Sources: Ozinga Brothers Inc., Mokena, Ill.; CP staff
One of the top independent ready mixed concrete operators has leaped to the forefront of a revolution in heavy duty truck and fuel specs, announcing a projected eight-year migration from diesel to compressed natural gas power in its 500 mixer and support vehicle fleet, plus an extension of its CNG supply infrastructure to a commercial fueling station.
Six months after installing a compressor to serve an initial group of 30 CNG-powered mixer trucks, Ozinga Brothers has added the station for fleet customers running light- to heavy-duty CNG vehicles. Built at the Pilsen plant—bordering downtown Chicago and near interchanges with principal transportation arteries—it is the city’s first such facility under private operation.
Addressing a September 20 open house, company President Marty Ozinga IV noted, “Building the fueling station and converting our fleet to natural gas reinforces our commitment to the foundation of Chicago’s new energy infrastructure. We see compressed natural gas power for vehicles as a tremendous opportunity for the country. There is over 100 years’ supply of recoverable natural gas in the U.S.,” he added, calling the recently identified energy bounty a source of “affordable, abundant, American and readily available fuel.”
“Through alternative energy investments like Ozinga’s, Chicago has become a leader in the new energy economy and is better equipped for a more efficient, cleaner and sustainable transportation system,” said Chicago Department of Transportation Commissioner Gabe Klein.
Ozinga Brothers launched the CNG fueling venture under Ozinga Energy, with target customers including public and private delivery, utility and refuse fleet operators. In addition to pump and nozzle installations, the business has required establishment of fleet account management plus federal, state and local tax collection facilities comparable to a diesel and gasoline station. Tax rates are calculated by a gasoline gallon equivalent factor, as CNG engines are spark ignited. For internal accounting and fleet procurement planning, Ozinga Brothers has applied a diesel gallon equivalent variable, determining that CNG can offer $1.50–$3.00/gallon savings against conventional fuel.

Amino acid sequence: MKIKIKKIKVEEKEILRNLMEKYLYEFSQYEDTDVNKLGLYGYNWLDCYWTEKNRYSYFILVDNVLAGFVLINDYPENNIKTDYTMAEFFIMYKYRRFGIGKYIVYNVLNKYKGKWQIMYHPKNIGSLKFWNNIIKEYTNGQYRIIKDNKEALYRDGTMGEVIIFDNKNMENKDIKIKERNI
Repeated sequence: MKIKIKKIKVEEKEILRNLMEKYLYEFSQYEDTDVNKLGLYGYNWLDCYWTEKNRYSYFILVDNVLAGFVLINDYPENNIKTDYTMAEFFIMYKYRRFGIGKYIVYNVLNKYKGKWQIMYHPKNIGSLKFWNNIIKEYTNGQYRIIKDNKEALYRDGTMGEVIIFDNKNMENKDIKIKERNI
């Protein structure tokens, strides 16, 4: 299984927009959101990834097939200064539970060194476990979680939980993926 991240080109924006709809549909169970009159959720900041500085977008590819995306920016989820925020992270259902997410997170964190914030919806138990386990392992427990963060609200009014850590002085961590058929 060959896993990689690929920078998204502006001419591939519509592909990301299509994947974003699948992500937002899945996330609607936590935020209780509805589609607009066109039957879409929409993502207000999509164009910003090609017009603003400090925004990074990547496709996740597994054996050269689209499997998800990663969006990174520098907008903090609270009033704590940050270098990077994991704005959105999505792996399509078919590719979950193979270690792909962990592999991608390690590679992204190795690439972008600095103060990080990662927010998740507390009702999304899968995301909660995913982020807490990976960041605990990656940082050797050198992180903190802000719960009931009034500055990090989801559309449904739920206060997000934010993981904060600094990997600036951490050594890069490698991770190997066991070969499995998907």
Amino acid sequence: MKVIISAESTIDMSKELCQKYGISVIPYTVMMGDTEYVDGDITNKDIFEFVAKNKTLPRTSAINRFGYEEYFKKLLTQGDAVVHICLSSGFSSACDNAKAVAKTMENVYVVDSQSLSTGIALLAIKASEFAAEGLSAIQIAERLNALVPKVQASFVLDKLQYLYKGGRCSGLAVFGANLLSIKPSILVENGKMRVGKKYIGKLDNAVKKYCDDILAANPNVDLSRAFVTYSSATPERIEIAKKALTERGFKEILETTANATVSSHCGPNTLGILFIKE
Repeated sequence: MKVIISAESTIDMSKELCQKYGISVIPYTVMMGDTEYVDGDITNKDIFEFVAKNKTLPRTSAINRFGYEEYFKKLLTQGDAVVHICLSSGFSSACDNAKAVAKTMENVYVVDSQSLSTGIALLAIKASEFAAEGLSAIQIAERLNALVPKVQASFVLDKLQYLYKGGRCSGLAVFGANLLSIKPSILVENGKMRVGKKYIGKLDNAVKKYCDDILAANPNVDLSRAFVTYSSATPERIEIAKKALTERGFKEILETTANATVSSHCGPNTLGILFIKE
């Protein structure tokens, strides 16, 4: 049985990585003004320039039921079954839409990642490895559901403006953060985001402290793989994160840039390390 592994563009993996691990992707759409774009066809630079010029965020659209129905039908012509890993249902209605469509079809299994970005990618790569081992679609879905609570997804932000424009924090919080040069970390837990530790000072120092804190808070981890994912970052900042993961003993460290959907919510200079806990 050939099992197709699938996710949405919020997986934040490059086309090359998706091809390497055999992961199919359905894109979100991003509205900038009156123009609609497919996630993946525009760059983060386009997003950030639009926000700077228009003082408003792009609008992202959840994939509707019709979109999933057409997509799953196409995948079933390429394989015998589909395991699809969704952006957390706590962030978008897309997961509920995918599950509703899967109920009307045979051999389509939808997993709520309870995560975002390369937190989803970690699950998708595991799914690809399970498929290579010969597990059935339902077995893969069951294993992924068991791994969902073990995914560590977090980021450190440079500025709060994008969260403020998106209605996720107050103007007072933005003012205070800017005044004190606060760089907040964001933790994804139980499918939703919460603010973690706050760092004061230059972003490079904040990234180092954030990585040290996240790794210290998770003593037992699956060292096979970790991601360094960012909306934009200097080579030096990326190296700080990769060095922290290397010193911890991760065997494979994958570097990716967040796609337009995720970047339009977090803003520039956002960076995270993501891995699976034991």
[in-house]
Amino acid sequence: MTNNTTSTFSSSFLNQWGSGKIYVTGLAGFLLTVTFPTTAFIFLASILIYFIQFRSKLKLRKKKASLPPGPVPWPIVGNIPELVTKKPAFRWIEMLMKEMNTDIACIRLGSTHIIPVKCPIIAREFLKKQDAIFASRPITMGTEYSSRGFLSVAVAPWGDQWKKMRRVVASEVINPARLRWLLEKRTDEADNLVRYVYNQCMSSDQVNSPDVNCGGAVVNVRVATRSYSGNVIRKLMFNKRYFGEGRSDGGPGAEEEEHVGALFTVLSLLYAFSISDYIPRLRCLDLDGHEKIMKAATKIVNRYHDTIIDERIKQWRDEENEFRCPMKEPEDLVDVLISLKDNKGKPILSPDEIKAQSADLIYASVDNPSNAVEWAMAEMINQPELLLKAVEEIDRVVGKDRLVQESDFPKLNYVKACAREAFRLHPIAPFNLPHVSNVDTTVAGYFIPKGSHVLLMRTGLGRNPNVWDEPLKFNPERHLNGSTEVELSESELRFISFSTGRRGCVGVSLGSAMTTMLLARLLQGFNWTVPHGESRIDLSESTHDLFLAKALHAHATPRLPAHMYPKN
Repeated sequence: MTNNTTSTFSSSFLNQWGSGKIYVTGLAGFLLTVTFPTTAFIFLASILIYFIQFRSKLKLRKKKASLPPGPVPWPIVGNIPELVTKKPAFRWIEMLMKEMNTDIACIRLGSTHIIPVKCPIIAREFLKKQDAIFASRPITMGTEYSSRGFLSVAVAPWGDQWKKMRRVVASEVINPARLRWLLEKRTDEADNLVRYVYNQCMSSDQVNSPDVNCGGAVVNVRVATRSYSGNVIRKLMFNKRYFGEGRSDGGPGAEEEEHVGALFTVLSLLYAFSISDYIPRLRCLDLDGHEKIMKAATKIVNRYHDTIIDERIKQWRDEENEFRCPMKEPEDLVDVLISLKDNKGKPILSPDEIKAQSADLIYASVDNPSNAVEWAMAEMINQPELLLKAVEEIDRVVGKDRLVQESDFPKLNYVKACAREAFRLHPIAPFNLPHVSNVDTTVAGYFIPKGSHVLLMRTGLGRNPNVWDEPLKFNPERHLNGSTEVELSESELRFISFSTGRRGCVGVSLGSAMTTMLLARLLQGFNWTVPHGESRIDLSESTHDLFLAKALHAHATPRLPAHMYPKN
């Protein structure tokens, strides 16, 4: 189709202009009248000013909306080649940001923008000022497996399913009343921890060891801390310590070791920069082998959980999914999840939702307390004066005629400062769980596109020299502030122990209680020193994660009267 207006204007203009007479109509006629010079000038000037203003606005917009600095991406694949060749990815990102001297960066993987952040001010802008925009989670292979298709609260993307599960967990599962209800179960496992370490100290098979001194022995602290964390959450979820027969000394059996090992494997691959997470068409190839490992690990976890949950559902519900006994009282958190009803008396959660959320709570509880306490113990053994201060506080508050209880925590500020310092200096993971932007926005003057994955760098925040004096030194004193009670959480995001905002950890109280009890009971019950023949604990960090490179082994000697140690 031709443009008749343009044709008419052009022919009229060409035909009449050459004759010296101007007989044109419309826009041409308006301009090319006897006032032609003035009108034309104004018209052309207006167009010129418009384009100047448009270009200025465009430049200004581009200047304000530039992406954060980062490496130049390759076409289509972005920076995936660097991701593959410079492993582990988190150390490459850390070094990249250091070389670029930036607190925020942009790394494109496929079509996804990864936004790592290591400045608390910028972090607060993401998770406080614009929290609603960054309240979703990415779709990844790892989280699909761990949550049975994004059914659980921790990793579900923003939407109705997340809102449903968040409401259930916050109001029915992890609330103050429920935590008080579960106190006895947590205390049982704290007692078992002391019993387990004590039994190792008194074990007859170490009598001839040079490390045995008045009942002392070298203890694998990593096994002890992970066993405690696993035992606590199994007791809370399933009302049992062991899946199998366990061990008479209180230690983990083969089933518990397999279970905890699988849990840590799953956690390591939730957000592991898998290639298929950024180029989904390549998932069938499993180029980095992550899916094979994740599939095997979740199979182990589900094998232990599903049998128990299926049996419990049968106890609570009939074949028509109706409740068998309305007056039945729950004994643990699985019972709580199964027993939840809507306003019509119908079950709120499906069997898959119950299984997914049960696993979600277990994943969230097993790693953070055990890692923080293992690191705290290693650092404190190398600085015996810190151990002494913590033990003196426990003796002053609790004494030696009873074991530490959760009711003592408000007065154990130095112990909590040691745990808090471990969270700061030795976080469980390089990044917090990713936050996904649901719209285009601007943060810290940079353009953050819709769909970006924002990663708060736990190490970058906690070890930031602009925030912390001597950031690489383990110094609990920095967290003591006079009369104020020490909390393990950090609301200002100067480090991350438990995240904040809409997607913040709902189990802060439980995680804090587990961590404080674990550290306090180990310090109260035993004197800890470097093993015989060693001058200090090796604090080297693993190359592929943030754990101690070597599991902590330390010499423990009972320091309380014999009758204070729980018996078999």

The producer took delivery of its first 14 CNG-powered mixers in late 2011, ordering 16 more this year; all are McNeilus Ngen models mounted on Kenworth W900S models with Cummins Westport ISL-G (8.9L) power and Allison 4500RDS automatic transmissions. Most of the trucks have been based at the Pilsen plant, primarily serving projects in Chicago city limits. Two mixers are slotted for the suburban headquarters plant, in Mokena, Ill., where a small-scale compressor and fueling equipment are being installed. In tandem with the fleet-wide conversion of rear and front discharge mixers from diesel to CNG power—through new vehicle purchases between 2013 until the end of the decade—Ozinga Brothers plans more fueling stations for its suburban Chicago and northern Indiana ready mixed operations.